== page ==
Juneteenth: A Time to Read and Reflect

Juneteenth – June 19th — became a federal holiday in 2021. It marks the date in 1865 when the enslaved people in Texas were officially informed of their freedom 2 1/2 years after Lincoln issued the Emancipation Proclamation and two months after the Confederate Gen. Robert E. Lee had surrendered to Ulysses S. Grant at Appomattox and the North had seemingly won the Civil War.

But, 159 years later, the fight continues. Only last week, an overwhelming majority of House Republicans voted to reinstall a Confederate memorial statue in Arlington National Cemetery. Erected in 1914, it elided over the evils of slavery and even extolled the Black “mammy” who cared for her white slaveholder’s children.

For decades, as a Washington Post reporter and since, my writing has often highlighted the Black experience, in history and more recently. For Juneteenth. I invite you to read some of what I’ve written that is available on this website, linked from the Articles tab under Race Matters and Book Reviews. The articles appeared in publications including The Washington Post, Bethesda Magazine, and The New York Times. Some headlines with links are below.

Book Reviews:

On Juneteenth

A Madman’s Will: John Randolph, 400 Slaves, and the Mirage of Freedom

The Rise and Fall of the Second American Republic

The Failed Promise: Reconstruction, Frederick Douglass, and the Impeachment of Andrew Johnson


The crucial absentee ballots that ended slavery in Maryland 156 years ago

‘A Shameful Affair’: The Last Man Lynched in Montgomery County, Md.


For eight years, from 2005 to 2013, I wrote a “Hidden Maryland” column for Maryland Life magazine, which published its last issue in July 2013.  Several columns were about Black life, now and then. The digital archive died with the magazine, but I have published columns, features and profiles in Hidden Maryland: In Search of America in Miniature, which is available in paperback, as an e-book and as an audio book. The Kindle version is only $4.99.

Also available is my book Five for Freedom: The African American Soldiers in John Brown’s Army, which Amazon is offering at a 26 percent discount for $19.98.  First published in 2018, the book tells the still largely unknown story of five Black men who went with John Brown to Harpers Ferry in October 1859. In blogs on this website, I have reported on the fallout from its publication, including a state highway plaque memorializing one of the men Dangerfield Newby and his wife Harriet, and the discovery that Osborne Perry Anderson, the sole survivor who wrote the only inside account of the raid, was a dad. In addition, I was honored that the American Society of Journalists and Authors named Five for Freedom the best book of biography in 2019. Black history is American history, and, until we all accept that, we will never get past the country’s original sin of slavery and reach the aspirational goal where out of many be one. the battle has been joined, but it has not yet been won. To me, that is the essential lesson and legacy of the five men–Osborne Perry Anderson, John Anthony Copeland, Shields Green, Lewis Leary and Dangerfield Newby. They died to make us free, but the struggle continues.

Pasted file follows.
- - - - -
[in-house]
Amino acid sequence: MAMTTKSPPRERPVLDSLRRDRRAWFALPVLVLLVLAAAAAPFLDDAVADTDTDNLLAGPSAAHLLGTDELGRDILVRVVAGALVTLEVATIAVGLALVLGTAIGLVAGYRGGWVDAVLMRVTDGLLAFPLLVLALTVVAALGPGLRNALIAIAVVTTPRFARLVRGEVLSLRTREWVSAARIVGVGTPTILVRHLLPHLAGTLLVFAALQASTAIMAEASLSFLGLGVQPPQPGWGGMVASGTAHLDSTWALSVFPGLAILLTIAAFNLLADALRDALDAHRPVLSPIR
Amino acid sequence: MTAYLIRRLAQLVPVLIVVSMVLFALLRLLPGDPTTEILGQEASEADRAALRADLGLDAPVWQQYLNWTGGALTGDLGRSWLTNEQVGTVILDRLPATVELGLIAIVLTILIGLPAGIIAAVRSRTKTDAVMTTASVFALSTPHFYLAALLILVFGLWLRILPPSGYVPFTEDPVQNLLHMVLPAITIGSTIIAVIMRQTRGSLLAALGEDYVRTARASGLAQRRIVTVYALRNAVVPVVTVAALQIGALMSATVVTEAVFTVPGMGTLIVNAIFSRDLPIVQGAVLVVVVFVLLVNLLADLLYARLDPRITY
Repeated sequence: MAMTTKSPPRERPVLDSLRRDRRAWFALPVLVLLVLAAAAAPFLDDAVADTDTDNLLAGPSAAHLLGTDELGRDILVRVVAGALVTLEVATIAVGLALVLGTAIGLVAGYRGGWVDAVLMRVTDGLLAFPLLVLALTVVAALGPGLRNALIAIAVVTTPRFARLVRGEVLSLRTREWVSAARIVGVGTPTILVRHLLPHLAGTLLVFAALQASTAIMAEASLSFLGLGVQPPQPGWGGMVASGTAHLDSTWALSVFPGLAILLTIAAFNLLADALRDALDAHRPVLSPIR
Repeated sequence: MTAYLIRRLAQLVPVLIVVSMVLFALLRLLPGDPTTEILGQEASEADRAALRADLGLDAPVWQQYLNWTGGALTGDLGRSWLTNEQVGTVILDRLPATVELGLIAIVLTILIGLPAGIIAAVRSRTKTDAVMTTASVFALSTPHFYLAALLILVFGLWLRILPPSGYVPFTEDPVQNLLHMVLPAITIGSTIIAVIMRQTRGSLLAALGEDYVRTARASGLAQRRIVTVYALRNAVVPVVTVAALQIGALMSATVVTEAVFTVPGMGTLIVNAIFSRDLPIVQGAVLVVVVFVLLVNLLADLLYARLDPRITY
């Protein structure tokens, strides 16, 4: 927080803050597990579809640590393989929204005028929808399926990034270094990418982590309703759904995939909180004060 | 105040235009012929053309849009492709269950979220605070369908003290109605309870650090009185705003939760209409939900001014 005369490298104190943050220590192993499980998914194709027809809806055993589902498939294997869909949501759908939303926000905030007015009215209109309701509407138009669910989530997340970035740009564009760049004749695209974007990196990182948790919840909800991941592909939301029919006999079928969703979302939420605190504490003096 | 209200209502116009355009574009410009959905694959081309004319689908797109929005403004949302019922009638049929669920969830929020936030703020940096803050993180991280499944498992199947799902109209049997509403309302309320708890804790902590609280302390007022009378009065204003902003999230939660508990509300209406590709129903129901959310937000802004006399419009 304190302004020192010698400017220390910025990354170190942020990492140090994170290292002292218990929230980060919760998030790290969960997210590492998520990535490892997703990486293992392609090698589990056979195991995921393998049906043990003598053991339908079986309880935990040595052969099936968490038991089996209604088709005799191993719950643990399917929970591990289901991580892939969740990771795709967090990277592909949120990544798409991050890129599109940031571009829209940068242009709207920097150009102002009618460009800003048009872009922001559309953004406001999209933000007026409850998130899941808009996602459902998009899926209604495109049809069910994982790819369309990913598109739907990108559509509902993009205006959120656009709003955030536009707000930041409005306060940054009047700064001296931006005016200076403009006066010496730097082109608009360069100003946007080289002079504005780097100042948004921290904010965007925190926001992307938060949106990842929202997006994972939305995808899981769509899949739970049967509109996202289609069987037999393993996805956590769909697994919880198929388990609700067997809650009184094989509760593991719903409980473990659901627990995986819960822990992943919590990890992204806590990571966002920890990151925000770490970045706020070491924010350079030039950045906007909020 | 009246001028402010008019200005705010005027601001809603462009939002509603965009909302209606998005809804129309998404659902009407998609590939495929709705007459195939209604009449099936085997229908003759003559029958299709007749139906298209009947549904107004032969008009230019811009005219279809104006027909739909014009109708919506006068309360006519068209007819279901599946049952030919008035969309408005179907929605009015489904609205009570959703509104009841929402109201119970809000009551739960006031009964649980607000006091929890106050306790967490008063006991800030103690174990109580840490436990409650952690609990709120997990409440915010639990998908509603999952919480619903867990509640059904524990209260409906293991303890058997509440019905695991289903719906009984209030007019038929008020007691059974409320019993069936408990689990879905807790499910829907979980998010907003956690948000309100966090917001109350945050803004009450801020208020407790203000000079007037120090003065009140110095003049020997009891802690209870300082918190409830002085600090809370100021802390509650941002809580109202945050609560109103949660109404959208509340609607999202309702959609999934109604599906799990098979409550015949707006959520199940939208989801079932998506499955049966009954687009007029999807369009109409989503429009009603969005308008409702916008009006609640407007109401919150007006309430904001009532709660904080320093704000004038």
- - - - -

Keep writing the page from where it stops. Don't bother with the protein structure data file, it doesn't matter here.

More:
On the afternoon of Sunday, Oct. 13, I will be speaking with two National Park Service rangers about Anderson, whose book “A Voice from Harper’s Ferry,” first published in 1861, the Harpers Ferry Park Association has recently reprinted with an introduction I was honored to be asked to write. Details to come.



  1. Carrie Cowherd on June 19, 2024 at 3:23 pm

    Thanks. You have done a lot of important and interesting work. I fear that left to their own devices, some would also enslave white women and girls this time. In addition to ramifications of Dobbs, the end of no-fault divorce, legal spousal abuse, and the end of women’s suffrage are being passed or proposed in some states. And ending Affirmation Action is not aimed solely at black folks. Cheers.

  2. Jon Jeter on June 26, 2024 at 1:37 am

    Gene, I just stumbled on your blog today and absolutely love it, especially what you wrote about Janet Cooke. Reminds me of how much knowledge you used to drop in the PG office at the Post. Also, downloading your books which I was not aware you had written.

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